Advice to Prospective Canadian MD students

JANUARY 14TH, 2022 AT 4:12 PM

Rohit Singla is a MD/PhD candidate at the University of British Columbia in Vancouver, Canada. He's supervised by Prof. Robert Rohling and Dr. Chris Nguan, where together they research non-invasive methods for kidney tissue characterization. Rohit is a friendly face, often caught advocating for students with grassroots initiatives and performing outreach.

“I might want to be a doctor”, you say to yourself. Good news! You can be - no matter what stage of life you’re in. However, the journey to medical school is lengthy. It’s also competitive as more people than ever aspire to be physicians. I’d like to break down the main steps of the journey, provide some tips for each one, and then give my own perspective. The notes below are primarily my opinion. Admissions, for medicine or otherwise, are mostly an art form rather than science.


The Requirements.

It might sound obvious but the first step? Look at each program’s admission requirements. While every medical school is good, the admissions requirements do vary from school to school. Some schools require numerous undergraduate courses in biochemistry, organic chemistry, biology, and related topics; others do not. Some schools emphasize non-academic achievements, while others will use grade point average (GPA) as a hard cut-off. [0, 1] are useful starting points, as they compare multiple Canadian schools’ admission requirements. That said, you’ll have to do your own due diligence - they can change. Schools are explicit about course requirements and academic requirements, and many do lay out the criteria as best they can. Check the admission stats - these will be a nice litmus test for you. Did you know UBC’s acceptance rate in 2020 was only 11.3% from over 2500 applications? Once you have a sense of requirements and what you may need, plan out a timeline starting from when you’d like to enter medicine and work backwards. Some schools require all courses being completed well ahead of time, others will accept proof of completion after admission. Importantly, there are differences in admission requirements depending on which province you reside in versus which one you’re applying for (in-province vs out-of-province). Make sure to maximize your possibilities.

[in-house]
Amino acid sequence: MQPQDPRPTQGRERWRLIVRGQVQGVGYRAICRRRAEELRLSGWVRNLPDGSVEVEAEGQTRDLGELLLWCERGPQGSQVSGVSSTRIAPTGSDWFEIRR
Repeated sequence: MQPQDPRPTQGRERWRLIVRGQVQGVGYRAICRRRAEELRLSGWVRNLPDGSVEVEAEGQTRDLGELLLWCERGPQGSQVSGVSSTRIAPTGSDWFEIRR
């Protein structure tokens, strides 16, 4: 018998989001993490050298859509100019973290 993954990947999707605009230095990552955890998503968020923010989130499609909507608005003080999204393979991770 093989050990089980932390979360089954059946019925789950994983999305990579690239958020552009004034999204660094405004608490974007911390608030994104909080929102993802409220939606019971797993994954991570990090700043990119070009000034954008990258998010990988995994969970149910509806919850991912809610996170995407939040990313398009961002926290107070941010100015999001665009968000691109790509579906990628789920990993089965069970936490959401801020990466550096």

Key Point: Figure out what the requirements are, where you could apply, and plot a timeline.

           Key Point: Attend an information session to answer all your questions.


The Medical College Admission Test (MCAT).

The MCAT is a standardized, multiple-choice exam that covers four sections: (1) Chemical and Physical Foundations of Biological Systems, (2) Biological and Biochemical Foundations of Living Systems, (3) Psychological, Social and Biological Foundations of Behaviour, and (4) Critical Analysis and Reasoning Skills. As it stands, the majority of schools require the passing of the MCAT. Some schools will evaluate your application based on specific scores of a section. The Wikipedia page for the MCAT is useful to understand more [2]. Importantly, the MCAT is not offered in French, so certain schools will not require it for admission. Schools generally are also putting less weight on the MCAT than before - take it from a guy who scored below a 510.

           Key Point: You’ll likely have to write the MCAT; double check.


[Optional] The Computer-based Assessment for Sampling Personal Characteristics (CASPer).

This is a relatively new, 90 minute judgement test that a handful of medical schools are beginning to employ in their admissions cycles. It aims to evaluate interpersonal and critical thinking skills, in place of writing short essays. Only a handful of schools need this so I don’t dive into details but it is different from the MCAT. More information is available at


The Application.

This is perhaps the most tedious part of the whole cycle. Every school has their own requirements on what their application includes. This includes education history with transcripts, employment history, volunteer history, autobiographical sketch, awards and accomplishments, and more. It’s your chance to shine and show off who you are. A major point I like to include here is that all your activities are valid. You don’t need to create a student club, volunteer in a hospital, or run for president to get into medicine. Those simply demonstrate specific traits. Find cool stuff you’re interested in. Genuinely love photography? You can include it. Have there been any family circumstances where you were involved in supporting a loved one? You can include it. Played League of Legends competitively? You can include it. Firefight? Foster animals? Garden? Include it.